High Gas Prices Don't Slow Down April Auto Sales

How this for going against the conventional wisdom — Gas prices are surging, automakers are offering lower incentives, and yet auto sales remain robust.

Car dealership
Car dealership

So much for the idea that as gas edged closer to $4 a gallon people would put off buying a new car or truck. They're still buying, but what they are buying has changed. The people are rotating towards models with more fuel efficient engines.

Takes a look at GM.

Last month sales surged 27%. That's a blockbuster month, especially when you consider GM was offering lower incentives. And what did people buy? Cars.

Last month, 39% of the models GM sold came with 4 cylinder engines. That was up 12% from the same month last year. And at Chevy, almost half the models sold were 4 bangers. No wonder GM has under 50 days supply of cars and 111 days supply of pick-ups.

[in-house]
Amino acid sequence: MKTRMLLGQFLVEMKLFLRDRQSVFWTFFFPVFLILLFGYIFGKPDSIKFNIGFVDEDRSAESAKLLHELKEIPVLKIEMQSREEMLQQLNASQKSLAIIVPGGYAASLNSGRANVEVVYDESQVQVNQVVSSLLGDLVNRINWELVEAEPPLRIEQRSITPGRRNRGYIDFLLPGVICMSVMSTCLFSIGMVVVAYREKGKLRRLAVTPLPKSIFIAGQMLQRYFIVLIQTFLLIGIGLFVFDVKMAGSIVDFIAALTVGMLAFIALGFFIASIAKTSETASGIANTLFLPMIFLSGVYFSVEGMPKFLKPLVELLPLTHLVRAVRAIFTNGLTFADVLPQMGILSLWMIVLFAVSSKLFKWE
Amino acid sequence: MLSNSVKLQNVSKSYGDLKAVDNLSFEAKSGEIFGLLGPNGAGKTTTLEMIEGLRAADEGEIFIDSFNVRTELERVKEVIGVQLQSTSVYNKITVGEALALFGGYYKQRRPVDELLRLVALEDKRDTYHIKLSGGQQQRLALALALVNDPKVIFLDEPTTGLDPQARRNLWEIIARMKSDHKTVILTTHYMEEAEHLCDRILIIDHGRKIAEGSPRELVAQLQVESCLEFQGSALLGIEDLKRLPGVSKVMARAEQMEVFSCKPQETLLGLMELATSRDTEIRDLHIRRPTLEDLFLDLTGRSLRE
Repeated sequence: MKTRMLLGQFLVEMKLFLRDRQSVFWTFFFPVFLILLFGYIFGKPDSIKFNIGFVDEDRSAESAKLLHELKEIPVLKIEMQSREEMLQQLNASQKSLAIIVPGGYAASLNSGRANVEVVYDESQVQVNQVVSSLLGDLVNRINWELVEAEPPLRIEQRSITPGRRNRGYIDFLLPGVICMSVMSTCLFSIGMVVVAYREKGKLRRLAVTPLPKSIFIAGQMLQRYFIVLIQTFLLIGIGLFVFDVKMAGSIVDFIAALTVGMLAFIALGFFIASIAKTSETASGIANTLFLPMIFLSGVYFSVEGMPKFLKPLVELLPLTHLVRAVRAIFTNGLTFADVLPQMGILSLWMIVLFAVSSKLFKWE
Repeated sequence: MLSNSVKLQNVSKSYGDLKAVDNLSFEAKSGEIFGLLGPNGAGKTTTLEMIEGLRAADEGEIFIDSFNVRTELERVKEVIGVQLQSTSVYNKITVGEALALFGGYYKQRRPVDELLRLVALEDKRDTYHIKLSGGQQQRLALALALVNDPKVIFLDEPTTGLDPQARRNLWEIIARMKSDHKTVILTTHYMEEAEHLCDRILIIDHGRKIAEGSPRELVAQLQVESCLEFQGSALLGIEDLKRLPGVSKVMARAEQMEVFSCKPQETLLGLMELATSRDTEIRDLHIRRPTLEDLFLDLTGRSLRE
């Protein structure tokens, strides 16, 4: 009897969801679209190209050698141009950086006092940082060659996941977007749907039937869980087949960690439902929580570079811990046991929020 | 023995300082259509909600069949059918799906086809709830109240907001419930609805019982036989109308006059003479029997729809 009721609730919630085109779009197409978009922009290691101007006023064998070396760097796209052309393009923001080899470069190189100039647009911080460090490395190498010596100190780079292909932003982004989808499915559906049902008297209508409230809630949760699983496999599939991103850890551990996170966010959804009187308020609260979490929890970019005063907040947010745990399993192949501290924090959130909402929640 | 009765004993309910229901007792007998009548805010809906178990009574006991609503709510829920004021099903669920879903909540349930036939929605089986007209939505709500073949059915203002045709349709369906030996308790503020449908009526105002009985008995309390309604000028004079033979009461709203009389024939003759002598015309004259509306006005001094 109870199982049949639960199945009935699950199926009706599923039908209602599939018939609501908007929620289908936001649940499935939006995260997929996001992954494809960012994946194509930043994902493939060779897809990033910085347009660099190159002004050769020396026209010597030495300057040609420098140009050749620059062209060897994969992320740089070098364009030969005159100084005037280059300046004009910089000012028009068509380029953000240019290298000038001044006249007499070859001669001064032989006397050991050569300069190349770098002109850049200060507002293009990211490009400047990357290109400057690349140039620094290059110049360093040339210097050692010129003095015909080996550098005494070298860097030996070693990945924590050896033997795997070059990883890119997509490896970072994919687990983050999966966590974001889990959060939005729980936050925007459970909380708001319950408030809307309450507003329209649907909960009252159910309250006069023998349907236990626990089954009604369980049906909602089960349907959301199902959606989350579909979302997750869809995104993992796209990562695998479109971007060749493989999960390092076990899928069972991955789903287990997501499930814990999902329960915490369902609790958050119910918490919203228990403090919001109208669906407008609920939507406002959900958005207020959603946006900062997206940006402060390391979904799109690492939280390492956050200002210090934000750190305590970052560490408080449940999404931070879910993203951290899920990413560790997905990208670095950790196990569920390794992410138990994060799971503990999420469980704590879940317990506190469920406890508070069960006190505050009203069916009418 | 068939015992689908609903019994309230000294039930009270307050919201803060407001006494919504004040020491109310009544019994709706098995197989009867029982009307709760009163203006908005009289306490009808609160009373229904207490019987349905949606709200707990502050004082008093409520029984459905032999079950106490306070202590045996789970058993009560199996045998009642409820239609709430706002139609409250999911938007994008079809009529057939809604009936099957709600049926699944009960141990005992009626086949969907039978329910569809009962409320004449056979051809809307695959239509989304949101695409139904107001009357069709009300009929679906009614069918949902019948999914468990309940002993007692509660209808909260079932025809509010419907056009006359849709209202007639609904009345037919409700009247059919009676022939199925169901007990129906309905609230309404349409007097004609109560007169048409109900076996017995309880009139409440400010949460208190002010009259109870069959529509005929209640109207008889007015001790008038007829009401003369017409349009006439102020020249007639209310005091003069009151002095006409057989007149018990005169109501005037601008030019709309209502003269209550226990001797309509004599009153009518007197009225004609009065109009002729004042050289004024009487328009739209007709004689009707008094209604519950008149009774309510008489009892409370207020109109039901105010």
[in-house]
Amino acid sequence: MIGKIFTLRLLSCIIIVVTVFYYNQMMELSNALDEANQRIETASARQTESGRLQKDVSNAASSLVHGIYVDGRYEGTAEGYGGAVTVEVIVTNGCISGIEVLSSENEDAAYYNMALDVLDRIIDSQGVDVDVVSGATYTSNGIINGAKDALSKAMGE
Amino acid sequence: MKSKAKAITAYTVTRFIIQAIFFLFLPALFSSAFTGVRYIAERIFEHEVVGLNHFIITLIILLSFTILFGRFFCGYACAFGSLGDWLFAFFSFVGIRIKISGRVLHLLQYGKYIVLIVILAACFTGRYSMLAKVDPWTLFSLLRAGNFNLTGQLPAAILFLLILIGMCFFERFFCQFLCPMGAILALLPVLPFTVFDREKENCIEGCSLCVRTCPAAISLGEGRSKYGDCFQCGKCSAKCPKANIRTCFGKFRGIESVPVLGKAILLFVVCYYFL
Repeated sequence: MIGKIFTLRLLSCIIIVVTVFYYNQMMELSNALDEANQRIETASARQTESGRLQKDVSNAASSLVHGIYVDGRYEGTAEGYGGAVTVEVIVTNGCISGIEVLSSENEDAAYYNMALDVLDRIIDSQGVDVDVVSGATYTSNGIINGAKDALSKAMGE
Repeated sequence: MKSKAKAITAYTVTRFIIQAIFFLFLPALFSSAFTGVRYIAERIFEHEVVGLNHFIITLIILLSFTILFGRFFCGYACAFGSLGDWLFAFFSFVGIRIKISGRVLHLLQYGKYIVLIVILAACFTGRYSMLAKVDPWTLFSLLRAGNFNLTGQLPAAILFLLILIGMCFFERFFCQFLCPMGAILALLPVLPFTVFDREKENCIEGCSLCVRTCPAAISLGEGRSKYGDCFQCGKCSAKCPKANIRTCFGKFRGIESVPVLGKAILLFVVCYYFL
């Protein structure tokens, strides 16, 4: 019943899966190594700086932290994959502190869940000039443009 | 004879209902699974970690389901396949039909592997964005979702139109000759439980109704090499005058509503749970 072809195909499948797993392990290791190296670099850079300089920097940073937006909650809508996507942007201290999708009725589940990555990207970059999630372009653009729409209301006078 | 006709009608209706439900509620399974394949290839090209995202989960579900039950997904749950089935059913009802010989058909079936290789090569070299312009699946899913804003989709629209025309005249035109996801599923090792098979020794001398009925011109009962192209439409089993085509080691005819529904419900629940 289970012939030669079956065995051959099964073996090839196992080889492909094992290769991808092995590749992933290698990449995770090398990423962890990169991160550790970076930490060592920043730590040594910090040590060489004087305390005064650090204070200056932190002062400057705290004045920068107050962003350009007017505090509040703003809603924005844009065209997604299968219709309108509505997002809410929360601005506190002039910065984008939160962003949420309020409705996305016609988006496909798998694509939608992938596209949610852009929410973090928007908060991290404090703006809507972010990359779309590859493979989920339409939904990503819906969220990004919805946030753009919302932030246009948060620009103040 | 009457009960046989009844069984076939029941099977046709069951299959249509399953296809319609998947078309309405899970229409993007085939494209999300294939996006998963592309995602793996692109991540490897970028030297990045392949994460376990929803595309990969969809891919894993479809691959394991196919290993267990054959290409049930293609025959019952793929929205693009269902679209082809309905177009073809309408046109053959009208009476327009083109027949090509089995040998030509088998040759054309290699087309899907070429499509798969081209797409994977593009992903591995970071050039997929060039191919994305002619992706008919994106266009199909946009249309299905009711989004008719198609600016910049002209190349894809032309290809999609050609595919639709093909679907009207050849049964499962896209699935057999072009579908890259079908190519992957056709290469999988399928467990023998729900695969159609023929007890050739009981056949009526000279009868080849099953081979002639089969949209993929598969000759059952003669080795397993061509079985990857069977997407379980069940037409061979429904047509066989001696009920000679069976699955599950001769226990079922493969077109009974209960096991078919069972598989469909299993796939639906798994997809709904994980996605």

This ought to be great news for Toyota.

The company has long dominated the hybrid car market and its reputation for fuel efficiency with the consumer is well established. Unfortunately for Toyota, the supply chain disruptions in Japan due to the earthquake and tsunami in March is limiting what dealers have to sell in April. That's the reason hybrid sales dropped 8.8% last month. Sales of the compact Yaris, built in Japan, were cut in half because production over there was restricted.

The bottom line is that auto sales and auto demand remain relatively strong. Yes, if gas prices continue to rocket higher, it will eventually slow down sales. But right now, the four cylinder engine is red hot, and the automakers who can meet that demand are cashing in.

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